5 Story Fixes – For When Your Stuck In The Middle Of Nowhere


Well we’ve just passed the middle of November and for all of you out there participating in National Novel Writing Month you should be somewhere around the middle of your novel.

First – Congratulations to you – all of you.

The fact that you have made it this far puts you in a entirely different category from the “commoners”, and you should be proud of your accomplishment. You might not necessarily be happy with the 25,000 words you have written (writers seldom are), but trust me you’re doing great.

What’s that you say?

You aren’t anywhere near that 25,000 to 30,000 word mark? In fact you’re telling me that you’ve spent the last few days staring at your screen, sacrificing thesauruses on the alter of your writing desk just to appease the writing gods?  You mean you’re stuck trying to figure out what’s next?

Well, I’m here to tell you – it’s okay!

Being a writer is kind of like being an inventor. You start when that killer idea pops into your head. That one thing that you know people out there are just dying to get their hands on. You’ve developed a basic design, you’ve set up your workspace, you have all the tools you’re going to need to construct this masterpiece at the ready, and then you begin building your prototype.

Only, shortly into the build, you suddenly hit an issue you never anticipated. How is this do-hicky ever going to fit with in that thing-a-ma-bob. It’s something you didn’t anticipate and now you find yourself struggling to move forward.

Talk to any inventor or creative person and I promise that they will tell you how it often takes several designs before eventually arriving at that wonder product that we all demanded.  And that’s EXACTLY what you are doing now – you’re prototyping.

So maybe now is a good time to step back a little and evaluate what you’ve got so far. Take a few moments to look over your story and prepare to break down your second act so that you can push forward for a strong finish. What follows are five ideas to help you with that unruly middle of your book.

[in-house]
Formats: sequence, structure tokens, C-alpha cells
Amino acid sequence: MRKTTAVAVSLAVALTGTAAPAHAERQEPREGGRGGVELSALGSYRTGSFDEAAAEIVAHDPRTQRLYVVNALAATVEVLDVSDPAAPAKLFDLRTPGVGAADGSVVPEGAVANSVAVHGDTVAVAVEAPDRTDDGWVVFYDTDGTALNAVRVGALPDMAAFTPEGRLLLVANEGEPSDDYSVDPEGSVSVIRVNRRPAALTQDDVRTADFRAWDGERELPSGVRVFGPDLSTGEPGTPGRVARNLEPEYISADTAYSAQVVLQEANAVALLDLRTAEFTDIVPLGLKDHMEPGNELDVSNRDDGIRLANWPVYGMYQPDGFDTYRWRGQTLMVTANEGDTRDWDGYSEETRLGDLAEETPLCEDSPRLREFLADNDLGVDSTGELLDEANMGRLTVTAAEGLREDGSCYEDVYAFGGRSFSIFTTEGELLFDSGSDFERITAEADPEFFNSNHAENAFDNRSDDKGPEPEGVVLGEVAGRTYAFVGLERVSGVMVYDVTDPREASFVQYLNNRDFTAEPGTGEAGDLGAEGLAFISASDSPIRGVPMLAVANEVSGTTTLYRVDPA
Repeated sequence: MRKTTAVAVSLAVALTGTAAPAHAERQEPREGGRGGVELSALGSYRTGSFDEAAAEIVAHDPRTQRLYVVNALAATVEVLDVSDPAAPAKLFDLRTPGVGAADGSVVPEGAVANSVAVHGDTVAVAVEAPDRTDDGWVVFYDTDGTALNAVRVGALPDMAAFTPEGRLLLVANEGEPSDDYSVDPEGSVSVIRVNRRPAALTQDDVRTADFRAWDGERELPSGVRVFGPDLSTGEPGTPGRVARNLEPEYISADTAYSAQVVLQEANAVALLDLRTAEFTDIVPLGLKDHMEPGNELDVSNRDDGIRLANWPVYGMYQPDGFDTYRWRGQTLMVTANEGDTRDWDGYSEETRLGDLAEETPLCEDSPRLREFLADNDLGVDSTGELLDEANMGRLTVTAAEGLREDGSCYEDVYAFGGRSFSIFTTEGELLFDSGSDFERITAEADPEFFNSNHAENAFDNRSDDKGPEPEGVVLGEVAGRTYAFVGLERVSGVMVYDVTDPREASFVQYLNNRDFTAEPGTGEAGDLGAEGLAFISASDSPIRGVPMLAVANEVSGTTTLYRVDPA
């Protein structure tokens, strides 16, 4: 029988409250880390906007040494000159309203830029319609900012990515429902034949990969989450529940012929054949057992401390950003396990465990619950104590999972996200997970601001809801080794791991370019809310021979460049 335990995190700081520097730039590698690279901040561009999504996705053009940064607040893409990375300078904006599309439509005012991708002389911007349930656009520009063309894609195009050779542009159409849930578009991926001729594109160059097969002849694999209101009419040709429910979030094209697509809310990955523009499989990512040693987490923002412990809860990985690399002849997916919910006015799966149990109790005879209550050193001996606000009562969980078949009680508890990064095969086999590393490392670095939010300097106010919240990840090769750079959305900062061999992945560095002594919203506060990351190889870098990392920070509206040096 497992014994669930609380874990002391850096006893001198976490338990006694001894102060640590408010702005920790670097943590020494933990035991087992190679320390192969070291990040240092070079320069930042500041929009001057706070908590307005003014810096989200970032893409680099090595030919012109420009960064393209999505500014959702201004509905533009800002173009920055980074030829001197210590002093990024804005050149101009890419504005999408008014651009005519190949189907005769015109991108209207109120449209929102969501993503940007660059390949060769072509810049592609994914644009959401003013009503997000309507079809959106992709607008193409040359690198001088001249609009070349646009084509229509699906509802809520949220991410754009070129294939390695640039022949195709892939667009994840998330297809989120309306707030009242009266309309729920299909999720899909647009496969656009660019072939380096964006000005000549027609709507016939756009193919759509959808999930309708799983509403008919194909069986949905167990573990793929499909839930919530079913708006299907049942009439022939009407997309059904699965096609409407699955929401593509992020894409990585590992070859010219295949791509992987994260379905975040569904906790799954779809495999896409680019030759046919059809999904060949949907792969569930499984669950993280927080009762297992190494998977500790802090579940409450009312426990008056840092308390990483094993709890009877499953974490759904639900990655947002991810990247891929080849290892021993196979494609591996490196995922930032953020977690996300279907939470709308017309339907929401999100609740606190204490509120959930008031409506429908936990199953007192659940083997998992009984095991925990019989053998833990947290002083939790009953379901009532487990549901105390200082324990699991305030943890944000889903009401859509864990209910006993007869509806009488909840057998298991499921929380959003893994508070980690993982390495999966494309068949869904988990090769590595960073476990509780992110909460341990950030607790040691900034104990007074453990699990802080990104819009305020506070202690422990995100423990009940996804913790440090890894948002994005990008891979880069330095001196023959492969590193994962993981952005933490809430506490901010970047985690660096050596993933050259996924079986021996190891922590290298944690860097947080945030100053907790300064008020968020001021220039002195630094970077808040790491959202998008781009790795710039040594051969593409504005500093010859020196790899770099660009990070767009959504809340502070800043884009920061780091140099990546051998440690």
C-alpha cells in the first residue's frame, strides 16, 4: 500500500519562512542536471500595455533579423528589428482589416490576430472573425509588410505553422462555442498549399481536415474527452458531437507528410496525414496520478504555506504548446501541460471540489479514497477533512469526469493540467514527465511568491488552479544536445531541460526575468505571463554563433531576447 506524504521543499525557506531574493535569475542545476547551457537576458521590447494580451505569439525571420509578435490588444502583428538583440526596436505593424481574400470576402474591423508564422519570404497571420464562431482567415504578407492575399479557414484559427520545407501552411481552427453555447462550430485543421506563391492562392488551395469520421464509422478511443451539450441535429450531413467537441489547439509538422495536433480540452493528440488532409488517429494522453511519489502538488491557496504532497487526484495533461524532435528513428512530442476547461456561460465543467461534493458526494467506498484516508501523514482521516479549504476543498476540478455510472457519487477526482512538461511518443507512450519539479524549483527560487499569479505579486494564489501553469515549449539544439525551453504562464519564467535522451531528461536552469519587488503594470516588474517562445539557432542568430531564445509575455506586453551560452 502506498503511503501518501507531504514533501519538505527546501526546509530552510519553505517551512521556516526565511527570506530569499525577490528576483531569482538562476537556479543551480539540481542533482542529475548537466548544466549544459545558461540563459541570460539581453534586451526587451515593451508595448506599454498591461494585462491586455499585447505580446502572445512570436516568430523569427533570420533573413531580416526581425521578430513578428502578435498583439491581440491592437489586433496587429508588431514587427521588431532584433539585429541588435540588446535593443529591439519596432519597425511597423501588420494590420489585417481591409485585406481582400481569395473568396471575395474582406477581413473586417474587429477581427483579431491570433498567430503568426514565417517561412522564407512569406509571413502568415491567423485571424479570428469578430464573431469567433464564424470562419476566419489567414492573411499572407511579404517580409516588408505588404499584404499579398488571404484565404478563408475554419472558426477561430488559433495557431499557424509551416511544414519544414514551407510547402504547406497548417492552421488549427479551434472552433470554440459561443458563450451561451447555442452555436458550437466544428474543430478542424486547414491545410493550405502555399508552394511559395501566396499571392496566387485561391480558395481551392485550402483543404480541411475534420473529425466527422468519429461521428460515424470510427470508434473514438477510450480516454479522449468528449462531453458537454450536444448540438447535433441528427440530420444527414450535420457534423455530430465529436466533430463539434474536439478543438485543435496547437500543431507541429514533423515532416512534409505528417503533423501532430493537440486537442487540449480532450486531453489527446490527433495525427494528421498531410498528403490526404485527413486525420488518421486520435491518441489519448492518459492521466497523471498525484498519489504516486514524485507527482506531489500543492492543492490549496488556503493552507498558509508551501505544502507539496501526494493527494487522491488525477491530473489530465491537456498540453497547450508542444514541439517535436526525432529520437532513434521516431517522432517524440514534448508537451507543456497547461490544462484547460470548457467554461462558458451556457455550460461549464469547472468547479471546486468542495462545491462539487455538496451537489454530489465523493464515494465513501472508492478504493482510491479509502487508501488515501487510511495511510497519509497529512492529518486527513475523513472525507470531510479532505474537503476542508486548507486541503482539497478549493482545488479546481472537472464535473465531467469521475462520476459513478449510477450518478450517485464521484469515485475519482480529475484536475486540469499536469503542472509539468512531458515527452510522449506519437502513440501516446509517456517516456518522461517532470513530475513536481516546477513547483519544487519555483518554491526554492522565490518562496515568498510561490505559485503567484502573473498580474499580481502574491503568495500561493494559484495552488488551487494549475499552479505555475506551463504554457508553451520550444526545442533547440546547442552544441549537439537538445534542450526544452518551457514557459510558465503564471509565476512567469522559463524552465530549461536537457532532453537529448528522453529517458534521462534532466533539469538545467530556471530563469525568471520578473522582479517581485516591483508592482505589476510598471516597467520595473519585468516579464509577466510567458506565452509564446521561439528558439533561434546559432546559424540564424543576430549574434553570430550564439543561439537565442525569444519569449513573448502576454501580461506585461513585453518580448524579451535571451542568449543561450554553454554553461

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5 Ideas To Keep In Mind Writing A First Draft

Courtesy of Copyblogger

Writing first drafts is tough, right? I mean, writing first drafts of anything are difficult. Even writing the first draft of this particular blog post was tough.

For those of you participating in November’s National Novel Writing Month (NaNoWriMo) I probably don’t need to tell you that working every day to write a story is struggle. It’s a journey that often has no road map and no set destination.

But the one thing I have learned over the years is that, your first draft is all about discovering your story, not worrying about publishing one. It’s all about unearthing the information, getting to know the characters, exploring different settings, and discovering the arc of your narrative. It’s also about learning that the everything else can wait until the second draft.

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Tip To Winning NaNoWriMo – Lesson #1 How to Eat An Elephant

Tip To Winning NaNoWriMo – Lesson #1 How to Eat An Elephant

One of the more difficult aspects of writing a novel is that it can seem so overwhelming at times. It’s very much like when you look out into your garage and see nothing but piles and piles of stuff scattered everywhere.  You’ll make yourself a pledge that you’re going to clean it up and organize it, but you always end up putting it off. Why?

I’ll bet it’s because seeing all those boxes, and scattered tools, and and all that unused sports equipment just tossed together, probably makes it hard for you to know where to begin.

Writing a novel is exactly like that. It’s not so much about your skill level as it is about finding the willpower to hang on and see it through. I can’t tell you how many people, myself included, often end up psyching themselves out before they ever type one single word.

But I’m luckier than most because whenever I start to feel overwhelmed about tackling any big project, my little sister always tells me the same thing – every time.

“How do you eat an elephant, James? By taking it one bite at a time.”

That’s her way of reminding me that even the biggest of tasks is doable if you just break it down into smaller bites. By starting small,  you discover how to attack bigger jobs in a way that you can easily handle.

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